Relationships are the building blocks for all of our business activities.
The relationships we have with our coworkers, the communities we serve, and even our adversaries are the means for achieving our goals. People don’t work in isolation: we work together. It is our relationships all added together that are the foundation of an organized effort for change. We need lots of people to contribute their ideas, take a stand, and get the work done. There is power in numbers.
Build and nurture your relationships.
When people feel they know & trust who you are, they’ll invest in your brand every time. #PRTip 50 & 51, “806 PR Tips” (Download free at https://www.themediainsider.co/free-pr-downloads/)
A few guidelines for building better biz relationships:
Attend social engagements. Listen online to find them. Use tools like Linkedin, and Facebook events to find what is happening in your community. Your local chambers also host several activities a week to network.
Don’t ignore existing clients. Approximately 80 percent of your work will come from your current clients. Treat them well. Visit their businesses.
Donate time. Stake out a leadership position at an association that can benefit from your participation. You’ll meet and help others — and you’ll be seen, and meet new people.
Encourage Honest Feedback. An open, honest relationship demands clear communications of how each party is performing, Encourage constructive criticism and be brave enough to suggest ways clients can help your firm perform better. If you know where you stand, you can stand stronger.
Facetime. You have to use social media in your communications plan, but nothing can replace Face Time. Get out of the office. The single best way to grow your business is to bring yourself to the client and not just wait for the phone to ring. Largely, people hire people. They don’t hire companies. People hire people they know, like and trust. It’s called cultivating relationships — in person. Sure, we do it online — Facebook, Linkedin, Twitter and others. But, nothing takes the place of personal interaction.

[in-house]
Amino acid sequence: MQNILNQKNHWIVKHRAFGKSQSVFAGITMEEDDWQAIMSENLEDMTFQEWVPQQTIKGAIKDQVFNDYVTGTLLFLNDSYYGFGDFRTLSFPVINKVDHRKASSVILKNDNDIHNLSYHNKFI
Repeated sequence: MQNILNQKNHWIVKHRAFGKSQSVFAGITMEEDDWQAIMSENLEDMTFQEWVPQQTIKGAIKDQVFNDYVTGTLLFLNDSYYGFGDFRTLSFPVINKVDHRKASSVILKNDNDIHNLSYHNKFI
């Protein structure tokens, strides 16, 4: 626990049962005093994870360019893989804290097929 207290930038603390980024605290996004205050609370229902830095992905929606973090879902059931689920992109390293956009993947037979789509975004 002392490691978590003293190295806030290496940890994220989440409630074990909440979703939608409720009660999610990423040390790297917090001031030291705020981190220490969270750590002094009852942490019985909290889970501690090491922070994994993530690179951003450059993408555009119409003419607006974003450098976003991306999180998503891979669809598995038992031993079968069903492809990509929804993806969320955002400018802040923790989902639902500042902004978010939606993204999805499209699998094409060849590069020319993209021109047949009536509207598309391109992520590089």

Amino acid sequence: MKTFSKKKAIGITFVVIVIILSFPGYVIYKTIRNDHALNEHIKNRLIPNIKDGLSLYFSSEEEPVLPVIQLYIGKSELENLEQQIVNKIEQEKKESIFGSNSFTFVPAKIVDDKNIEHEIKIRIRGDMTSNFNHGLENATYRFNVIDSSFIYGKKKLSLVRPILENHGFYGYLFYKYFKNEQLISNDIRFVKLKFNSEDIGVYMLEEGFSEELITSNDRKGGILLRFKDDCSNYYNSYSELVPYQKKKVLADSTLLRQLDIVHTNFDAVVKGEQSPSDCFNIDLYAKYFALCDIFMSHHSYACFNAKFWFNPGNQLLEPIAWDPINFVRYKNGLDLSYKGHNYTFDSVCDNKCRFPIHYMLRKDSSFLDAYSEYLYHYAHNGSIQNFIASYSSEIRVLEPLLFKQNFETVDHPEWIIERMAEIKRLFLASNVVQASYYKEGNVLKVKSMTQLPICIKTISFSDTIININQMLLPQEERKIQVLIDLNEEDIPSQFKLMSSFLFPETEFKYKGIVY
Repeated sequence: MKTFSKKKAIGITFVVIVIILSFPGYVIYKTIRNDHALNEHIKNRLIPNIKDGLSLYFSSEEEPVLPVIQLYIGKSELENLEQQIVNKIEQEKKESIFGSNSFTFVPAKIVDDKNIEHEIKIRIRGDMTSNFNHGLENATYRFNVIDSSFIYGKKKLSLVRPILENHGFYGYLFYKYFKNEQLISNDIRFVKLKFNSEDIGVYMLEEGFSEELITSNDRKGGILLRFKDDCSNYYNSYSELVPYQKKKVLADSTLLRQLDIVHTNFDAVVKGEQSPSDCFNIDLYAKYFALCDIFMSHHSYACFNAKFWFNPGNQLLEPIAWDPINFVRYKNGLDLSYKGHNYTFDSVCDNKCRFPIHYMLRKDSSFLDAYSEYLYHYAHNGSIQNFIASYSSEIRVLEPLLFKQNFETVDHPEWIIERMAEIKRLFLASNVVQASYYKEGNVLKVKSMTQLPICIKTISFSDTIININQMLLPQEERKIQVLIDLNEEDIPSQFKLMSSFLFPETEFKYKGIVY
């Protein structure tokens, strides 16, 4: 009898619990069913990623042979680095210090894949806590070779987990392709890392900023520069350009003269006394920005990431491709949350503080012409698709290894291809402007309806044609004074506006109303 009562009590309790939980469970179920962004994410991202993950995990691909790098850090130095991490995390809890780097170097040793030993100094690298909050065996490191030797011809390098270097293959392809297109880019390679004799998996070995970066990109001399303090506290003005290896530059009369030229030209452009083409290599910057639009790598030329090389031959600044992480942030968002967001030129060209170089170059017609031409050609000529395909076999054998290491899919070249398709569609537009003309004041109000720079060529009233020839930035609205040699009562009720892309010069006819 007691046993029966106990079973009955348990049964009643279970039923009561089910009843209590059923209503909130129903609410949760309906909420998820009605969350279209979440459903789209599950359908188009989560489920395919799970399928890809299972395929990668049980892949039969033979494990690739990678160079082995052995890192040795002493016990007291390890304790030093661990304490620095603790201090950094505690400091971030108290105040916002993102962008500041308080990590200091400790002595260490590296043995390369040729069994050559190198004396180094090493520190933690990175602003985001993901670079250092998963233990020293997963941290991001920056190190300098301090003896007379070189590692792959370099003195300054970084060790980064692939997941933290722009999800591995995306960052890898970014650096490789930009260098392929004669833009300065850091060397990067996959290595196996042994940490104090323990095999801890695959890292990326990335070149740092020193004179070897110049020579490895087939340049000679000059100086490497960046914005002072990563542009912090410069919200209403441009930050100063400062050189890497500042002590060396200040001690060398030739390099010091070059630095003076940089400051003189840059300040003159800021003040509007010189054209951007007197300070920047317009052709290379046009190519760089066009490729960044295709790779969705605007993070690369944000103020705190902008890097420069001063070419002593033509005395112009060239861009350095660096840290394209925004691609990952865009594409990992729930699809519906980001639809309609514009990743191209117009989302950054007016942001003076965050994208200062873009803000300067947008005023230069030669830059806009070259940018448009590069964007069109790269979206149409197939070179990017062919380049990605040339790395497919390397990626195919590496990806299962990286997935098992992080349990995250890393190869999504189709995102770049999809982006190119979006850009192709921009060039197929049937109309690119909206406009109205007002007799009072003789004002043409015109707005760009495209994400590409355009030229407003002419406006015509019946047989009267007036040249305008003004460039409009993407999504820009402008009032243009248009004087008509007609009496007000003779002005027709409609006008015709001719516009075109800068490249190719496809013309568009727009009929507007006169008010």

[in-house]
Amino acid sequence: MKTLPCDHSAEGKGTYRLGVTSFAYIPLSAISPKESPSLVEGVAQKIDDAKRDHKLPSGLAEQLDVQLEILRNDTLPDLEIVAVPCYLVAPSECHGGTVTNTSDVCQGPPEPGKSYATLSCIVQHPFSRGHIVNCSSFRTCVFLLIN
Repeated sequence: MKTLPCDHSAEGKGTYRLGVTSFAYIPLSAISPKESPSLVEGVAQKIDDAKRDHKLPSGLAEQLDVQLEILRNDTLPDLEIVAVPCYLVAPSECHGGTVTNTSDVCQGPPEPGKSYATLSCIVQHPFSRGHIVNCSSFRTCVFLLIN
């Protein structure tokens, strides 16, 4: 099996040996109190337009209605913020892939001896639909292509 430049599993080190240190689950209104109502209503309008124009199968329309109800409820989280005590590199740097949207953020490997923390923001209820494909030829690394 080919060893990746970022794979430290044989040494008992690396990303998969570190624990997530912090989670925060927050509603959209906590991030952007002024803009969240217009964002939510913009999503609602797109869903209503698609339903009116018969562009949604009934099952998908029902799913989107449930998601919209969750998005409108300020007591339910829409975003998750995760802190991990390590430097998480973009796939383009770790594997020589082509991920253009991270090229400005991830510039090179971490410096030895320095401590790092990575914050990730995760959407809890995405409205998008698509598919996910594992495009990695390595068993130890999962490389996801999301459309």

Give and Take. Offer something of value to those who are taking time to assist you, buy from you and network with you. I give Holiday gifts to each of my clients every year, and I hand deliver them. This small action will go very far in strengthening your relationship.
Image of Reliability – Whenever you make a promise or agree to a course of action, make sure you deliver, even if it is to drop off a brief thank you note. Persistence and reliability give you credibility.
Listen More Than You Talk. We all want to extol our strengths, our virtues in hopes of impressing others and, ultimately, getting more business. It’s counter-intuitive, but being a good listener highlights your virtues much better than being a big talker.
Look for opportunities to speak and teach. Offer yourself up to local Chambers. Join your local chapter of the National Speaking Association.
Make A Routine. Devise a system to ensure that not too much time passes before you connect with your contacts. And with social media, it’s never been easier to keep in touch.
Solicit feedback. Don’t assume your clients are satisfied. Ask them — in person. Personal conversations are always better than surveys, but any method is better than none at all.
Take clients to lunch or coffee. Listen to what they want and learn how you can serve them. One on one, the ideas will flow.
Take Notes. Keep detailed notes on everyone you meet. When you get back to the office, enter those notes into your address book or contact system. Later, you will want to be able to enter keywords. Doing keyword mining on your own contacts will pay dividends for years.
Training – Whenever you pursue additional training in your profession or sign up for courses in your area of interest, you will meet new people to network and exchange information on new opportunities.
Okay, now you’ve built some relationships. Relationships, like any other living thing, need care to keep them alive and healthy. So what do you do with them to keep them going?
- Pay attention to people.
Check in with people when you need to. This may take only a few minutes a week, but those few minutes can make the difference in helping your friend or co-worker remember the importance of the work you are doing together.
- Communicate openly
People need to communicate. It’s a good idea to set aside some time just to talk about the way things are going. When people don’t have a chance to talk about important issues, misunderstandings can occur and tensions often build up. Communication is a discipline that has to be practiced regularly.
- Appreciate each other
Everyone needs to be appreciated in order to keep relationships going. If you notice that someone did a stellar job, say so. If you enjoy working with someone, let them know. We are all human beings and appreciation helps us thrive.
- Back each other when things get tough
Loyalty is essential to keeping relationships healthy. We may not agree with a co-worker or friend, but we can stand by him or her when they are in a jam.
And, besides all the above, friends make the world just a little bit nicer.
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